Scripture Readings (KJV)
Galatians 2.21-3.7 (Epistle)
21I do not frustrate the grace of God: for if righteousness come by the law, then Christ is dead in vain.
1O foolish Galatians, who hath bewitched you, that ye should not obey the truth, before whose eyes Jesus Christ hath been evidently set forth, crucified among you?
2This only would I learn of you, Received ye the Spirit by the works of the law, or by the hearing of faith?
3Are ye so foolish? having begun in the Spirit, are ye now made perfect by the flesh?
4Have ye suffered so many things in vain? if it be yet in vain.
5He therefore that ministereth to you the Spirit, and worketh miracles among you, doeth he it by the works of the law, or by the hearing of faith?
6Even as Abraham believed God, and it was accounted to him for righteousness.
7Know ye therefore that they which are of faith, the same are the children of Abraham.
5Let this mind be in you, which was also in Christ Jesus:
6Who, being in the form of God, thought it not robbery to be equal with God:
7But made himself of no reputation, and took upon him the form of a servant, and was made in the likeness of men:
8And being found in fashion as a man, he humbled himself, and became obedient unto death, even the death of the cross.
9Wherefore God also hath highly exalted him, and given him a name which is above every name:
10That at the name of Jesus every knee should bow, of things in heaven, and things in earth, and things under the earth;
11And that every tongue should confess that Jesus Christ is Lord, to the glory of God the Father.
Mark 6.1-7 (Gospel)
1And he went out from thence, and came into his own country; and his disciples follow him.
2And when the sabbath day was come, he began to teach in the synagogue: and many hearing him were astonished, saying, From whence hath this man these things? and what wisdom is this which is given unto him, that even such mighty works are wrought by his hands?
3Is not this the carpenter, the son of Mary, the brother of James, and Joses, and of Juda, and Simon? and are not his sisters here with us? And they were offended at him.
4But Jesus said unto them, A prophet is not without honour, but in his own country, and among his own kin, and in his own house.
5And he could there do no mighty work, save that he laid his hands upon a few sick folk, and healed them.
6And he marvelled because of their unbelief. And he went round about the villages, teaching.
7And he called unto him the twelve, and began to send them forth by two and two; and gave them power over unclean spirits;
Luke 10.38-42, 11.27-28
38Now it came to pass, as they went, that he entered into a certain village: and a certain woman named Martha received him into her house.
39And she had a sister called Mary, which also sat at Jesus’ feet, and heard his word.
40But Martha was cumbered about much serving, and came to him, and said, Lord, dost thou not care that my sister hath left me to serve alone? bid her therefore that she help me.
41And Jesus answered and said unto her, Martha, Martha, thou art careful and troubled about many things:
42But one thing is needful: and Mary hath chosen that good part, which shall not be taken away from her.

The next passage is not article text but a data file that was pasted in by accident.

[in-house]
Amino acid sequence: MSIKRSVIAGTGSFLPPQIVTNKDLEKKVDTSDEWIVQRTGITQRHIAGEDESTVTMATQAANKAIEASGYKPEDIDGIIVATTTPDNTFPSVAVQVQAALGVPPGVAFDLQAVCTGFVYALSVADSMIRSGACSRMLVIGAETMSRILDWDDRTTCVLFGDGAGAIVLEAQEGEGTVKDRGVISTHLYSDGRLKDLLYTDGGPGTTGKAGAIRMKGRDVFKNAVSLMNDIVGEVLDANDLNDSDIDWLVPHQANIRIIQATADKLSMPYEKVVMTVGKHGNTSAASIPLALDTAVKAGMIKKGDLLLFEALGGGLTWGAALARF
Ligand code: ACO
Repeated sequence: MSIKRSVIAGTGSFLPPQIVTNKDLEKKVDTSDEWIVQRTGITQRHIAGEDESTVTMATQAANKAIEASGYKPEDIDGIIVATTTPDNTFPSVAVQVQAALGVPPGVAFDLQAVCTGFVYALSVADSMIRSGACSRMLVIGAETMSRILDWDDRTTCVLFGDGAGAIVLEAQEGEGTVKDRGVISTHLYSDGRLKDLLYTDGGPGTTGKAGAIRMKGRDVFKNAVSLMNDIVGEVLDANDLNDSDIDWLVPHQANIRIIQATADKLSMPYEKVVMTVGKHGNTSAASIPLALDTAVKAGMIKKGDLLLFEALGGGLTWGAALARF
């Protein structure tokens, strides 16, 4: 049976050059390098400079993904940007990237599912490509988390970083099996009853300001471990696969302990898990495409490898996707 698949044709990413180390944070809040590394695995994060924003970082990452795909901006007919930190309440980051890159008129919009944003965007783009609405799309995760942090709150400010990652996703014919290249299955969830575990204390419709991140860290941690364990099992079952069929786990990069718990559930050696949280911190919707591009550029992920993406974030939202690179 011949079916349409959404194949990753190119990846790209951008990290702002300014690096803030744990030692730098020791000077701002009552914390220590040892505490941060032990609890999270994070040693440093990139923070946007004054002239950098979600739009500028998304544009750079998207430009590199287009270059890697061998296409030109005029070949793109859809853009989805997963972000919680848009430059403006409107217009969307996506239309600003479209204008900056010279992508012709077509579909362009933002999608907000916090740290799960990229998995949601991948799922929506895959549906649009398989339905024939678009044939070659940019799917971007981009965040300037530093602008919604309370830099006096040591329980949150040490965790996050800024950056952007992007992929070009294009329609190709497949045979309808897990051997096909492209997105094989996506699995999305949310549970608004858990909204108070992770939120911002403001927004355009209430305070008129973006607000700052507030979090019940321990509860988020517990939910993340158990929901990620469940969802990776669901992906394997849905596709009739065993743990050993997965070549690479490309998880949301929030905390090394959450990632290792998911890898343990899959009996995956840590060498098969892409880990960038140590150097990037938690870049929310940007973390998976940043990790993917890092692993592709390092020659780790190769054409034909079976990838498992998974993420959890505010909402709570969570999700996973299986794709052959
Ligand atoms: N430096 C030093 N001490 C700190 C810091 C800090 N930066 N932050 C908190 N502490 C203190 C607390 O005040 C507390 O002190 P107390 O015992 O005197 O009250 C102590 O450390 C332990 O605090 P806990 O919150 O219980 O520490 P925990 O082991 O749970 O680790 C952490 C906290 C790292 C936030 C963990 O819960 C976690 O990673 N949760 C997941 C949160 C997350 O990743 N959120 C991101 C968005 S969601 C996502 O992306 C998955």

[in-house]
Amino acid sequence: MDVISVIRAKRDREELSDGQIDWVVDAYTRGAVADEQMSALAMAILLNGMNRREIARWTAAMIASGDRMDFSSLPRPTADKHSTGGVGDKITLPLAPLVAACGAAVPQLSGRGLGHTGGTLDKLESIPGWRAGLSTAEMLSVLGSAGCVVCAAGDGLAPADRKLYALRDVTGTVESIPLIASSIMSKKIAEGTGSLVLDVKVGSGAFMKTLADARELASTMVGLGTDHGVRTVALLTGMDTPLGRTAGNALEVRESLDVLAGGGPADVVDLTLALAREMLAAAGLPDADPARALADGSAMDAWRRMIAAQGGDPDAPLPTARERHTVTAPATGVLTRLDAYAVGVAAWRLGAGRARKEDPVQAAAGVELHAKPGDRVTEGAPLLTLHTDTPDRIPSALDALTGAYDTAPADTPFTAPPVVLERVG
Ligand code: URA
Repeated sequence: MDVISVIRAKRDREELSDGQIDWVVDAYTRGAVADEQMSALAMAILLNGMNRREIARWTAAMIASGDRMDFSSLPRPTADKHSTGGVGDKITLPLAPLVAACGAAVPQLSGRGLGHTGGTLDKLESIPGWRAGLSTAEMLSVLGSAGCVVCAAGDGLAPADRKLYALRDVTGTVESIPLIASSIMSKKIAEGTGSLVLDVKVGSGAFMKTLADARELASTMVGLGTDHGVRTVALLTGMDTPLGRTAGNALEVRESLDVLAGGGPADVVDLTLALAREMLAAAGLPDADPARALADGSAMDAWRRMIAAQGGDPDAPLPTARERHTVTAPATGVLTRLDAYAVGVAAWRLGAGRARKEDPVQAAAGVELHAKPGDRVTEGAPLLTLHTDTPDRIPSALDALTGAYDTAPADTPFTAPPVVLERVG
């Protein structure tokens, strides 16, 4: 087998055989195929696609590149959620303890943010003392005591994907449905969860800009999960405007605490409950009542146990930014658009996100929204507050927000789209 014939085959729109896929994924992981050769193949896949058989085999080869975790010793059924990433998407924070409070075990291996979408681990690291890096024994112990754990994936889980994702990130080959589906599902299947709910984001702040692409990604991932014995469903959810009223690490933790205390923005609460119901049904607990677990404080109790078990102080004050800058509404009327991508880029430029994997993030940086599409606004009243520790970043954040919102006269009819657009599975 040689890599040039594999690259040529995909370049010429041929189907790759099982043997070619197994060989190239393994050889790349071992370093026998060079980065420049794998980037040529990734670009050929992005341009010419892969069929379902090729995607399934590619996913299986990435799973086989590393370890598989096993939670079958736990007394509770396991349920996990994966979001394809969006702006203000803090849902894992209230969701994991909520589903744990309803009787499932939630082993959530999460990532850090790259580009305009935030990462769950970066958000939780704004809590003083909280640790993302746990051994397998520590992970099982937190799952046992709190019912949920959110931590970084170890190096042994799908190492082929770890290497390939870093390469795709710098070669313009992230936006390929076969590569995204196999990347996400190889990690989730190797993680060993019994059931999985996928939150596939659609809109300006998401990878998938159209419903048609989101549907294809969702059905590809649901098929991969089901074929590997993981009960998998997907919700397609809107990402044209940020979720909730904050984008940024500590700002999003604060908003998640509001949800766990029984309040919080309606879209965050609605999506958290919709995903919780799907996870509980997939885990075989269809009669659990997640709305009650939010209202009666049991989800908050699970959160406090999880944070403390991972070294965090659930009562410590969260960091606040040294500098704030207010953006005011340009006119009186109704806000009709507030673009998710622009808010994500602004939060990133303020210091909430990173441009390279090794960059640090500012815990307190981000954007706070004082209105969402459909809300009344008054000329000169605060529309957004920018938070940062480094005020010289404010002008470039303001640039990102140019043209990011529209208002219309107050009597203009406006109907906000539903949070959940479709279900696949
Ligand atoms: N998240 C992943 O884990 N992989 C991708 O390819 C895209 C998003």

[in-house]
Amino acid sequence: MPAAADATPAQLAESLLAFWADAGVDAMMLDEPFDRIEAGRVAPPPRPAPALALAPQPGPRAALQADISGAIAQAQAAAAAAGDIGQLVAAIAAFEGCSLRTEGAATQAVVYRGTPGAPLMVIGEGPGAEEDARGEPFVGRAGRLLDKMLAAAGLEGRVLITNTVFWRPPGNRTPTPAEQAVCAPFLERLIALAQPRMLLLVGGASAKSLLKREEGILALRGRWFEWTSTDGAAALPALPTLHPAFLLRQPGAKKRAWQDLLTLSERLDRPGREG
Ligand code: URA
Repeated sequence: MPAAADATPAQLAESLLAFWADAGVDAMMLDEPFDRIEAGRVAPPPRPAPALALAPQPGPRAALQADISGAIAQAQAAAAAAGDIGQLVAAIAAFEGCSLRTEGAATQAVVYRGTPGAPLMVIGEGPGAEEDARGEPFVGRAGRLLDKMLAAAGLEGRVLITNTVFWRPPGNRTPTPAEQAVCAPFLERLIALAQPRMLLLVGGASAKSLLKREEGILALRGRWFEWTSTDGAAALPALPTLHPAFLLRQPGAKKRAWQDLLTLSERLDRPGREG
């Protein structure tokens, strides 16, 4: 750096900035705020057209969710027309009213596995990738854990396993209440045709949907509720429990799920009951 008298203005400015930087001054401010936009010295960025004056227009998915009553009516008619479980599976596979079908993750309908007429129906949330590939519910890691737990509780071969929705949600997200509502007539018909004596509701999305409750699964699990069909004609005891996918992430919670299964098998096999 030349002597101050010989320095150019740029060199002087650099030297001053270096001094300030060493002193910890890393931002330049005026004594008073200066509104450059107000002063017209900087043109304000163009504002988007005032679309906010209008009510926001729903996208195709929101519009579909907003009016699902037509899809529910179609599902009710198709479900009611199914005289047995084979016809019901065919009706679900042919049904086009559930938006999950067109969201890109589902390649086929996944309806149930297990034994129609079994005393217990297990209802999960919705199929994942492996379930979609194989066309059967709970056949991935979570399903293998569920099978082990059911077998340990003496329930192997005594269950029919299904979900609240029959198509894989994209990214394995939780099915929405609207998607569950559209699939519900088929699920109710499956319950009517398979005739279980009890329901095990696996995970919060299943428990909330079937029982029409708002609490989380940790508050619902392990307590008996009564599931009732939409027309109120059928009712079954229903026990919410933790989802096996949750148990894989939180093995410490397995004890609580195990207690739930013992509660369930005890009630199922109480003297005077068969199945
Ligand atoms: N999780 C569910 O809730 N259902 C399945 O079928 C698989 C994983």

27And it came to pass, as he spake these things, a certain woman of the company lifted up her voice, and said unto him, Blessed is the womb that bare thee, and the paps which thou hast sucked.
28But he said, Yea rather, blessed are they that hear the word of God, and keep it.
Hieromartyr Autonomus, bishop of Italy (313)
He fled from Italy to Bithynia during Diocletian’s persecutions. In Bithynia he converted so many pagans to faith in Christ that those whose hearts remained hard rose up against him and, while he was celebrating the Divine Liturgy in the Church of the Archangel Michael, slew him at the altar, killing many other worshipers with him. Two hundred years after his death, he appeared to a soldier named John, who unearthed his relics and found them to be completely incorrupt.
Our Holy Father Athanasius the Elder of Vysotsk (early 15th c.), and his disciple Athanasius the Younger (1395)
He was reared in piety by his father, a priest in Novgorod. One day, hearing the words of the Gospel, If any man will come after me, let him deny himself and take up his cross and follow me, he renounced the world and entered the Monastery of St Sergius of Radonezh. He became St Sergius’ disciple and, after a few years, became known for his virtue and his knowledge of Scripture. In 1374, with the blessing of his spiritual father, he founded the Monastery of Vysotsk, becoming its first abbot. After heading the monastery for fourteen years, he traveled to Kiev and then, in 1401, to the Monastery of the Stoudion in Constantinople. There he devoted himself to translating books from Greek to Slavonic, sending his translations back to his monastery in Russia. It was he who translated the Jerusalem Typikon and several collections of the writings of the Fathers of the Church, immeasurably enriching the life of the Church in Russia. He reposed in peace in Constantinople.
His disciple Athanasius the Younger was made Abbot of Vysotsk on the elder’s departure for Constantinople, and served as Abbot for eight years, reposing in peace in 1395. He was called ‘perfect in fasting, strong in self-restraint, zealous in prayer, patient in privations and tribulations.’ The Synaxarion says that “He taught his monks to keep careful watch on every movement of the heart so as to drive away every thought displeasing to God.”